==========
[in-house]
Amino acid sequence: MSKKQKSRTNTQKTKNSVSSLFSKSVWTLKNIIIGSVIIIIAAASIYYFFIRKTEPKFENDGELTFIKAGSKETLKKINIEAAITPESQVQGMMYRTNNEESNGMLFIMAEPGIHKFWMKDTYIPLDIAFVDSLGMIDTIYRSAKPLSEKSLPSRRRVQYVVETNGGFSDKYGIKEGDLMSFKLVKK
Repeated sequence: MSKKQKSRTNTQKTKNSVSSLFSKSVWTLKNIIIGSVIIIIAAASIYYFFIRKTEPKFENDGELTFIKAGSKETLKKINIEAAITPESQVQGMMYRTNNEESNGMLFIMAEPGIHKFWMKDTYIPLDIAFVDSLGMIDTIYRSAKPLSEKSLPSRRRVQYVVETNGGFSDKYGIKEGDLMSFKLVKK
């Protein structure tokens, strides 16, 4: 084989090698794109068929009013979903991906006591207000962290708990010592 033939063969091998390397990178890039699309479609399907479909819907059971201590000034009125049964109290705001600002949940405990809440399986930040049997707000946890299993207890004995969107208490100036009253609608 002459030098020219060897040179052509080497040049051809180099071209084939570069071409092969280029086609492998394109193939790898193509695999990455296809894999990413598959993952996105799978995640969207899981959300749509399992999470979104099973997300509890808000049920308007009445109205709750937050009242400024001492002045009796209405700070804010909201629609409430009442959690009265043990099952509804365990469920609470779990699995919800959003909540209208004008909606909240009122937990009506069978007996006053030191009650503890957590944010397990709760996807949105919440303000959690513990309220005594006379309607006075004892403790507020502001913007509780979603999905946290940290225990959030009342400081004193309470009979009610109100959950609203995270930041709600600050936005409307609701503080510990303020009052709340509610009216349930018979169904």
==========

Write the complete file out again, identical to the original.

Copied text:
[in-house]
Amino acid sequence: MSKKQKSRTNTQKTKNSVSSLFSKSVWTLKNIIIGSVIIIIAAASIYYFFIRKTEPKFENDGELTFIKAGSKETLKKINIEAAITPESQVQGMMYRTNNEESNGMLFIMAEPGIHKFWMKDTYIPLDIAFVDSLGMIDTIYRSAKPLSEKSLPSRRRVQYVVETNGGFSDKYGIKEGDLMSFKLVKK
Repeated sequence: MSKKQKSRTNTQKTKNSVSSLFSKSVWTLKNIIIGSVIIIIAAASIYYFFIRKTEPKFENDGELTFIKAGSKETLKKINIEAAITPESQVQGMMYRTNNEESNGMLFIMAEPGIHKFWMKDTYIPLDIAFVDSLGMIDTIYRSAKPLSEKSLPSRRRVQYVVETNGGFSDKYGIKEGDLMSFKLVKK
């Protein structure tokens, strides 16, 4: 084989090698794109068929009013979903991906006591207000962290708990010592 033939063969091998390397990178890039699309479609399907479909819907059971201590000034009125049964109290705001600002949940405990809440399986930040049997707000946890299993207890004995969107208490100036009253609608 002459030098020219060897040179052509080497040049051809180099071209084939570069071409092969280029086609492998394109193939790898193509695999990455296809894999990413598959993952996105799978995640969207899981959300749509399992999470979104099973997300509890808000049920308007009445109205709750937050009242400024001492002045009796209405700070804010909201629609409430009442959690009265043990099952509804365990469920609470779990699995919800959003909540209208004008909606909240009122937990009506069978007996006053030191009650503890957590944010397990709760996807949105919440303000959690513990309220005594006379309607006075004892403790507020502001913007509780979603999905946290940290225990959030009342400081004193309470009979009610109100959950609203995270930041709600600050936005409307609701503080510990303020009052709340509610009216349930018979169904």